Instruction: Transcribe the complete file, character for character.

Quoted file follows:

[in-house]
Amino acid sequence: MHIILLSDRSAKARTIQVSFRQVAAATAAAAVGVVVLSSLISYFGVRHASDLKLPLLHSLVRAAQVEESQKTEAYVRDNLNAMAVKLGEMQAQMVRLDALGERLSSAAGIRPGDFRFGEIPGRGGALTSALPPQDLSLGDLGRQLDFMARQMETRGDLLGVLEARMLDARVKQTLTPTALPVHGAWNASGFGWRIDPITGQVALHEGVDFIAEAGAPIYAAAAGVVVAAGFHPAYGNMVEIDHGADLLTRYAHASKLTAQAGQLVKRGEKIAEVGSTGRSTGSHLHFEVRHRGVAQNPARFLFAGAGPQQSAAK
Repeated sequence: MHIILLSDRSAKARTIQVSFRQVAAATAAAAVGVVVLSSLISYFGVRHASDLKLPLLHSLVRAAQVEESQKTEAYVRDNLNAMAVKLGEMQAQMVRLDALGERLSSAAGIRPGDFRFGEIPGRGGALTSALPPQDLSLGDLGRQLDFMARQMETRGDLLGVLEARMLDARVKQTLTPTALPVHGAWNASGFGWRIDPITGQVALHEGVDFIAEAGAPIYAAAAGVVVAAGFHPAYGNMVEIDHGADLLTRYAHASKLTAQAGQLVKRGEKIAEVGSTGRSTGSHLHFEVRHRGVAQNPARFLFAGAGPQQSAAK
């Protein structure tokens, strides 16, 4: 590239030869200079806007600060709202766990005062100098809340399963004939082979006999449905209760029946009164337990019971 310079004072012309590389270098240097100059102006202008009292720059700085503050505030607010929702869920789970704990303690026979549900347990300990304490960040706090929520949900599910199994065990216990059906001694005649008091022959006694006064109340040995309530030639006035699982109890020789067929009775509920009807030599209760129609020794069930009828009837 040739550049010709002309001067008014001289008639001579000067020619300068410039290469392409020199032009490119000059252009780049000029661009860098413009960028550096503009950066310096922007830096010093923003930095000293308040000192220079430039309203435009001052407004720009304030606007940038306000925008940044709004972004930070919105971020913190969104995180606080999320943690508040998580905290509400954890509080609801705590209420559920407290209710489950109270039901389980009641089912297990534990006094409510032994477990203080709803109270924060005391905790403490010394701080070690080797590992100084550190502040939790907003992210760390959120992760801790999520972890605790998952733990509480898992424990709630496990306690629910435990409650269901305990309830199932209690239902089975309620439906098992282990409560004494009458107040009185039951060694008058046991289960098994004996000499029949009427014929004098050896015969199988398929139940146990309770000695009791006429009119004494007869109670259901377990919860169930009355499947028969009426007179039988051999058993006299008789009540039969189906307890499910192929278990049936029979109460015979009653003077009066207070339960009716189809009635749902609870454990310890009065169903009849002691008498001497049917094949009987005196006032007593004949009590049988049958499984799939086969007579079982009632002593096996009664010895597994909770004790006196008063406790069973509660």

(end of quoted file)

[in-house]
Amino acid sequence: MHIILLSDRSAKARTIQVSFRQVAAATAAAAVGVVVLSSLISYFGVRHASDLKLPLLHSLVRAAQVEESQKTEAYVRDNLNAMAVKLGEMQAQMVRLDALGERLSSAAGIRPGDFRFGEIPGRGGALTSALPPQDLSLGDLGRQLDFMARQMETRGDLLGVLEARMLDARVKQTLTPTALPVHGAWNASGFGWRIDPITGQVALHEGVDFIAEAGAPIYAAAAGVVVAAGFHPAYGNMVEIDHGADLLTRYAHASKLTAQAGQLVKRGEKIAEVGSTGRSTGSHLHFEVRHRGVAQNPARFLFAGAGPQQSAAK
Repeated sequence: MHIILLSDRSAKARTIQVSFRQVAAATAAAAVGVVVLSSLISYFGVRHASDLKLPLLHSLVRAAQVEESQKTEAYVRDNLNAMAVKLGEMQAQMVRLDALGERLSSAAGIRPGDFRFGEIPGRGGALTSALPPQDLSLGDLGRQLDFMARQMETRGDLLGVLEARMLDARVKQTLTPTALPVHGAWNASGFGWRIDPITGQVALHEGVDFIAEAGAPIYAAAAGVVVAAGFHPAYGNMVEIDHGADLLTRYAHASKLTAQAGQLVKRGEKIAEVGSTGRSTGSHLHFEVRHRGVAQNPARFLFAGAGPQQSAAK
């Protein structure tokens, strides 16, 4: 590239030869200079806007600060709202766990005062100098809340399963004939082979006999449905209760029946009164337990019971 310079004072012309590389270098240097100059102006202008009292720059700085503050505030607010929702869920789970704990303690026979549900347990300990304490960040706090929520949900599910199994065990216990059906001694005649008091022959006694006064109340040995309530030639006035699982109890020789067929009775509920009807030599209760129609020794069930009828009837 040739550049010709002309001067008014001289008639001579000067020619300068410039290469392409020199032009490119000059252009780049000029661009860098413009960028550096503009950066310096922007830096010093923003930095000293308040000192220079430039309203435009001052407004720009304030606007940038306000925008940044709004972004930070919105971020913190969104995180606080999320943690508040998580905290509400954890509080609801705590209420559920407290209710489950109270039901389980009641089912297990534990006094409510032994477990203080709803109270924060005391905790403490010394701080070690080797590992100084550190502040939790907003992210760390959120992760801790999520972890605790998952733990509480898992424990709630496990306690629910435990409650269901305990309830199932209690239902089975309620439906098992282990409560004494009458107040009185039951060694008058046991289960098994004996000499029949009427014929004098050896015969199988398929139940146990309770000695009791006429009119004494007869109670259901377990919860169930009355499947028969009426007179039988051999058993006299008789009540039969189906307890499910192929278990049936029979109460015979009653003077009066207070339960009716189809009635749902609870454990310890009065169903009849002691008498001497049917094949009987005196006032007593004949009590049988049958499984799939086969007579079982009632002593096996009664010895597994909770004790006196008063406790069973509660």